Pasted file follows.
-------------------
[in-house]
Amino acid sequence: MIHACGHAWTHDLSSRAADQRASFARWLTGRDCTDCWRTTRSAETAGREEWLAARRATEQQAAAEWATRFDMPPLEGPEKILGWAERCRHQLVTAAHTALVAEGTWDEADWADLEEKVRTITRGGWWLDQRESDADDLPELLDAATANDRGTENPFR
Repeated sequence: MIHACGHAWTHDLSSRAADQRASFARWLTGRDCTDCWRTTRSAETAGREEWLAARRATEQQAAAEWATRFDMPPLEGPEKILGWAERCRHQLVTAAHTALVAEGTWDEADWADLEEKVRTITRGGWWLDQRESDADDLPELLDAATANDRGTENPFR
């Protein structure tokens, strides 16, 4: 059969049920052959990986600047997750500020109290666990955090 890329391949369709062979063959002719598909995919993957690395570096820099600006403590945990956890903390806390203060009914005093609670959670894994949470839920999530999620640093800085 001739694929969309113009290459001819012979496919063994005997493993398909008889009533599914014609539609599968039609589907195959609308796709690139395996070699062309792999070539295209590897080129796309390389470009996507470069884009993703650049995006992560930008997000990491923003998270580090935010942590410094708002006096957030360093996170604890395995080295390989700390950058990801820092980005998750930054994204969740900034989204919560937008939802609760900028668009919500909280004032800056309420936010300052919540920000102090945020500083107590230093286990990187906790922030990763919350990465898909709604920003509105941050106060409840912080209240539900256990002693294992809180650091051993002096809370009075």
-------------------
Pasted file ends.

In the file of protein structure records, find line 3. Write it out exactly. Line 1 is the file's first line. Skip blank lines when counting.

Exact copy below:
Repeated sequence: MIHACGHAWTHDLSSRAADQRASFARWLTGRDCTDCWRTTRSAETAGREEWLAARRATEQQAAAEWATRFDMPPLEGPEKILGWAERCRHQLVTAAHTALVAEGTWDEADWADLEEKVRTITRGGWWLDQRESDADDLPELLDAATANDRGTENPFR